Stephanie Klien-Ahlbrandt testified before the US-China Economic and Security Review Commission that Beijing and Pyongyang hold “perpetual American hostility” responsible for the perceived necessity of their security apparatus. In testimony, she quoted the old Chinese proverb: “The one who ties the knot is responsible for untying it.”
On the peninsula where the Korean War is still technically being fought, the leaders of its opposing forces are focused on entirely different dialogue than Washington. Calls for an inter-Korean summit from South Korean President Park Guen-hye and North Korean Marshall Kim Jong-un have aligned the Koreas in rare posture toward political rapprochement of relations. These talks have the potential of achieving mutual recognition, which would be the first step toward ending the Korean War and unifying the country. A Unification Charter has even been created to support inter-Korean inertia toward peace.
The Long Shadow
In his recent State of the Union address, US President Barack Obama highlighted the counter-productive impact that sanctions have historically had on Iranian and Cuban reforms, noting that shifting policy could “end the legacy of mistrust” between the countries. In an article for The Washington Post, former US President Jimmy Carter called this strategy “cruel to innocent people.” He argued that the (contested) Sony hack, which the upgraded North Korea sanctions are based on, is no justification for these “counter-productive measures.”
Eun-sung Soh suggests it is “time to move away from simplistic thinking” on North Korea. Perhaps it is time to reimagine North Korea, as Shine Choi so saliently argues, and support the Ministry of Unification in its effort to “spread the seeds of peace on the Korean Peninsula.”
Some scholars aptly argue that engaging the regime earns positive rewards. Others add that replacing the armistice with a peace treaty is the best solution to ending the war. While the gains of engagement are quantifiable because they’ve been tested, peace has not. Peace has no record to argue for or against. Since replacing the armistice with a peace treaty may not be in the best political interest of both Koreas, the US should instead strive to facilitate peace between the countries.
As a third rail issue, the American public will have difficulty supporting a sudden shift toward engagement from a “vicious to virtuous cycle” with a nation that we’ve long demonized. It would require Americans to consider North Korea’s perception of reality — which would require recognizing the country as a rational actor and a product of its environment that did what it needed to survive independently after 35 years of occupation and another 65 at war.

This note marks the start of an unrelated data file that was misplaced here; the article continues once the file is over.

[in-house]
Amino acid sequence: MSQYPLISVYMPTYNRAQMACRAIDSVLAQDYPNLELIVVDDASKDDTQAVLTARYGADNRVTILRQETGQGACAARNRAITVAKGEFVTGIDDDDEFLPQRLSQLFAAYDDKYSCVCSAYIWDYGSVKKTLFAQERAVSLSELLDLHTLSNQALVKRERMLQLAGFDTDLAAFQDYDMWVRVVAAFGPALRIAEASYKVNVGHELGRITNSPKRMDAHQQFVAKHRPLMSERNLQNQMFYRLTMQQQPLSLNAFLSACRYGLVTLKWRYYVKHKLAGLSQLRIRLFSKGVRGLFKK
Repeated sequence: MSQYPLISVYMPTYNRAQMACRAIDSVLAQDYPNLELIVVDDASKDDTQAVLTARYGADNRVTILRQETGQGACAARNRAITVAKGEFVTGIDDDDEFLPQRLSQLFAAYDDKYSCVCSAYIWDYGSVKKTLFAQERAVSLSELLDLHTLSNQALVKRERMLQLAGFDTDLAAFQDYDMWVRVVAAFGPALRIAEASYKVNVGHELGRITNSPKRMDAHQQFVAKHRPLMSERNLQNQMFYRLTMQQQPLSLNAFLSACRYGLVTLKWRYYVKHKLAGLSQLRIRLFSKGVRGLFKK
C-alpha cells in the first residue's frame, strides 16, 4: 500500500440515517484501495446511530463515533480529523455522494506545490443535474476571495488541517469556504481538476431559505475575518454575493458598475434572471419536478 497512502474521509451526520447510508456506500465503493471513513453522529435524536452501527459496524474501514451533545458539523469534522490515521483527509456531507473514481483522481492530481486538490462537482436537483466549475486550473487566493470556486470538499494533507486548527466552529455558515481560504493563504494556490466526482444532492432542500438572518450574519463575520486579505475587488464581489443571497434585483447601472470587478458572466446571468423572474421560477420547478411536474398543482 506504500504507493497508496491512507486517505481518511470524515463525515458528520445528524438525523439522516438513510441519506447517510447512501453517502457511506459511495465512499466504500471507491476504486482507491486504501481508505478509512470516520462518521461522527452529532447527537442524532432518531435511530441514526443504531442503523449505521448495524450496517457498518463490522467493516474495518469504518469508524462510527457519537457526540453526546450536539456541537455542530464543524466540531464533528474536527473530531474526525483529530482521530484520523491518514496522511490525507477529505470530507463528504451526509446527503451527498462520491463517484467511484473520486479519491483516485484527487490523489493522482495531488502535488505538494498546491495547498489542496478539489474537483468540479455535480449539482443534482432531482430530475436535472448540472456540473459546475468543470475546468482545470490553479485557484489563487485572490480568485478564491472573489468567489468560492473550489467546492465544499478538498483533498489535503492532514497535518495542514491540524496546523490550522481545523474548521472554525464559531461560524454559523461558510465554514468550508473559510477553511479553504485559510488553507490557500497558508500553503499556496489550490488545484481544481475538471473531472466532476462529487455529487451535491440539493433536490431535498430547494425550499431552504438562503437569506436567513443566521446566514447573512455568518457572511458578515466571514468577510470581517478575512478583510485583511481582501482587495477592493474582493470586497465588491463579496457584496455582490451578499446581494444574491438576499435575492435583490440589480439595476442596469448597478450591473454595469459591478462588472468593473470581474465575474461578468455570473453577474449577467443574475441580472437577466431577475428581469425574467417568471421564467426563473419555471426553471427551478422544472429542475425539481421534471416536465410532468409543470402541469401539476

Granted, putting ourselves in the shoes of such a demonized regime is unfathomable to some, but the prospect is there. North Korea’s “enemy,” South Korea, is leading the public diplomacy effort by promoting peace on the peninsula.
Like the Vietnam War’s “Long Shadow,” the Korean War’s long shadow could impact US foreign policy for decades or even centuries to come. America’s fate in Asia may be determined by its ability or inability to serve as a facilitator in the inevitable end of the Korean War.
Washington’s obligation to the conflict goes beyond geostrategic interests or petty domestic politics. The US government has an obligation to communicate this responsibility to Americans — seeking their support for assuming the historical role required of it now that the Koreas have prepared to end the war and unify. It is not a question of imagining possible realities, but recognizing them before they slip into the hands of those seeking to undermine America’s legacy by playing this historically crucial role for us.
The views expressed in this article are the author’s own and do not necessarily reflect Fair Observer’s editorial policy.